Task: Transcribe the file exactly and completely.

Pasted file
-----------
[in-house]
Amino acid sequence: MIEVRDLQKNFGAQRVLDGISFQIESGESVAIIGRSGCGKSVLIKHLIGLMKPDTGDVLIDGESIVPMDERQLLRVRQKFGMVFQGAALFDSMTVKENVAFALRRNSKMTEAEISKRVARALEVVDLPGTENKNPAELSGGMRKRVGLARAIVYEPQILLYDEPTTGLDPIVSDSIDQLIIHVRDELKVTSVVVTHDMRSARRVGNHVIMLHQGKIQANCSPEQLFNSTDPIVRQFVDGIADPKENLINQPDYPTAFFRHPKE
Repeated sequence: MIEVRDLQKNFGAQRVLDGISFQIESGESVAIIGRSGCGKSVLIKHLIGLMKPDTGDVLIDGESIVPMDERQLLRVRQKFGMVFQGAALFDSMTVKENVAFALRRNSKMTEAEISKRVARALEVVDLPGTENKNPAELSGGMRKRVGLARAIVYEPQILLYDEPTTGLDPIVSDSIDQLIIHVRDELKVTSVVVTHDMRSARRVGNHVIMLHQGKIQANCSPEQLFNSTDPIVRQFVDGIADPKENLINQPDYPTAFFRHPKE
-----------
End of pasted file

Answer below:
[in-house]
Amino acid sequence: MIEVRDLQKNFGAQRVLDGISFQIESGESVAIIGRSGCGKSVLIKHLIGLMKPDTGDVLIDGESIVPMDERQLLRVRQKFGMVFQGAALFDSMTVKENVAFALRRNSKMTEAEISKRVARALEVVDLPGTENKNPAELSGGMRKRVGLARAIVYEPQILLYDEPTTGLDPIVSDSIDQLIIHVRDELKVTSVVVTHDMRSARRVGNHVIMLHQGKIQANCSPEQLFNSTDPIVRQFVDGIADPKENLINQPDYPTAFFRHPKE
Repeated sequence: MIEVRDLQKNFGAQRVLDGISFQIESGESVAIIGRSGCGKSVLIKHLIGLMKPDTGDVLIDGESIVPMDERQLLRVRQKFGMVFQGAALFDSMTVKENVAFALRRNSKMTEAEISKRVARALEVVDLPGTENKNPAELSGGMRKRVGLARAIVYEPQILLYDEPTTGLDPIVSDSIDQLIIHVRDELKVTSVVVTHDMRSARRVGNHVIMLHQGKIQANCSPEQLFNSTDPIVRQFVDGIADPKENLINQPDYPTAFFRHPKE